# If $S \subseteq T \subseteq M$. Then show that $S$ is compact in metric space $(M,d) \iff S$ is compact in the metric subspace $(T,d)$.

Let $(M,d)$ be an arbitrary metric space and $S,T$ be subsets of $M$. Assume $S \subseteq T \subseteq M$. Then show that $S$ is compact in $(M,d) \iff S$ is compact in the metric subspace $(T,d)$.

Attempt: Suppose $S$ is compact in the metric space $(T,d)$, then for every open cover of $S$ in $T$, we can find a finite subcover that also covers $S$.

Let this collection be $\{A_1,A_2,\cdots A_p\}$ .Then, since each $A_i$ is open in $T$, it is also open in $M$.

Hence, if $S$ is compact in $T \implies S$ is compact in $M$ as well.

To prove the other way around : we need to prove that if $S$ is compact in $M$, then it's compact in $T$ as well

$S$ is compact in $M \implies$ for every open cover of $S$ in $M$, we can find a finite subcover that also covers $S$.

Let this collection be $\{C_1,C_2,\cdots C_p\}$ .Then, since each $C_i$ is open in $M$, should it be open in $T$ as well?

Can it be a possibility that $C_j \cap T = \{ \phi \}$ for some $j$?

Did I attempt the first part of this problem correctly and how do I proceed to prove th other direction of the problem?

Thank you for your help.

## 3 Answers

There are a couple of problems here:

"Since each $A_i$ is open in $T$, it is also open in $M$"

This is false.

"Since each $C_i$ is open in $M$, should it be open in $T$"

This is false too.

"Can it be a possibility that $C_j \cap T = \emptyset$?"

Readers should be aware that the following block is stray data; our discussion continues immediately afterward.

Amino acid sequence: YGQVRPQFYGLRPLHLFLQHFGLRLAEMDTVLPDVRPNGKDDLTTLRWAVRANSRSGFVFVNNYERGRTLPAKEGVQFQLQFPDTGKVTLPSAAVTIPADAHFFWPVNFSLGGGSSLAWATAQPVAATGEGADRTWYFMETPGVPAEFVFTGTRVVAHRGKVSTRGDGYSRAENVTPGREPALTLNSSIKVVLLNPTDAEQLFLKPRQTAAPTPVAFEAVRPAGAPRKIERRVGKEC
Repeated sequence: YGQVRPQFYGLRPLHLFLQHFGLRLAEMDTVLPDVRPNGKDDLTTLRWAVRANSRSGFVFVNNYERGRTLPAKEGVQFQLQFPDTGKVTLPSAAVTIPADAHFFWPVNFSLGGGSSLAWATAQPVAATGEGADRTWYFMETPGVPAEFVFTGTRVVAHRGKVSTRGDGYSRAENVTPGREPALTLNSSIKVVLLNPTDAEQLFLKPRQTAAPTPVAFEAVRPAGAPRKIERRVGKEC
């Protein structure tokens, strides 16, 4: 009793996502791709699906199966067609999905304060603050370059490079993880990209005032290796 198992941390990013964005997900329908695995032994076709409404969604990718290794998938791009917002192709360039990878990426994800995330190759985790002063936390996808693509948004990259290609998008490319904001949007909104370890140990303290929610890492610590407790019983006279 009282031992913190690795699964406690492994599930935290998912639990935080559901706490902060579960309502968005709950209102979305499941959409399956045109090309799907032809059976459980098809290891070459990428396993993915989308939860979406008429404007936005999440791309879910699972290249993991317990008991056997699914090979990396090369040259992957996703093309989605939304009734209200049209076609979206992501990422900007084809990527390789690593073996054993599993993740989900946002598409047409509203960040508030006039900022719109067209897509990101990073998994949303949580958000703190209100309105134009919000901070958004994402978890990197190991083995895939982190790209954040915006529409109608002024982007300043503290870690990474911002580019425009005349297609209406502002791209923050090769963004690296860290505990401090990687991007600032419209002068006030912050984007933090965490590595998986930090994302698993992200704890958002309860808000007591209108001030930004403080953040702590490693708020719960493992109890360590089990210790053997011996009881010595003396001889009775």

Yes, but that's not an issue, because, as $S \subset T$ then $C_j \cap S = \emptyset$ as well.

Think about open sets in a subspace and you can right the two statements you have written here!

• Hint: Write the open sets of $T$ as $T \cap O$, $O$ a open set of $M$ – Jonas Gomes Oct 2 '14 at 21:57
• Each $A_i$ is open in $T \implies \exists~$ an open Ball $B(x,r) \subseteq T$ . Since, $T \subseteq M$, hence , $B(x,r) \subseteq M$. Hence, $A_i$ is open in $M$. Did I go somewhere wrong in this inference? – MathMan Oct 2 '14 at 21:57
• What if $M = \mathbb{R}$, $T = [0,1]$ and $A_i = [0,\frac{1}{2}[$? $A_i$ is a open set of $T$ but not of $\mathbb{R}$. – Jonas Gomes Oct 2 '14 at 22:00
• Oh right. However, this result would have been true in $\mathbb R^k$ right? So, I will attempt to write the open sets of $T$ as $T \cap O$ where $O$ is an open set of $M$. I am thinking on the lines of this theorem : if $X \subseteq S , X$ is open in $S \iff X = A \cap S$ for some $A$ open in $M$ – MathMan Oct 2 '14 at 22:06
• If you mean the result would have been true with $T = \mathbb{R}^k$? Or with $M$? The crucial point is that $T$ must be open in order for every open subset of $T$ also be a open subset of $M$. – Jonas Gomes Oct 2 '14 at 22:24

If you are allowed to use the equivalent definition:

$K$ is compact if and only ifevery sequence $\{x_n\}_{n\in\mathbb N}\subset K$ possesses a converging subsequence with its limit in $K$.

Then, in this definition it does not matter whether $K\subset M$ or $K\subset N$.

You're wrong, you are using what you need to prove.

you can easily prove that $A$ is open in a subset $Y$ of a metric space $X$ iff $A=Y\cap B$ with $B$ an open set in $X$..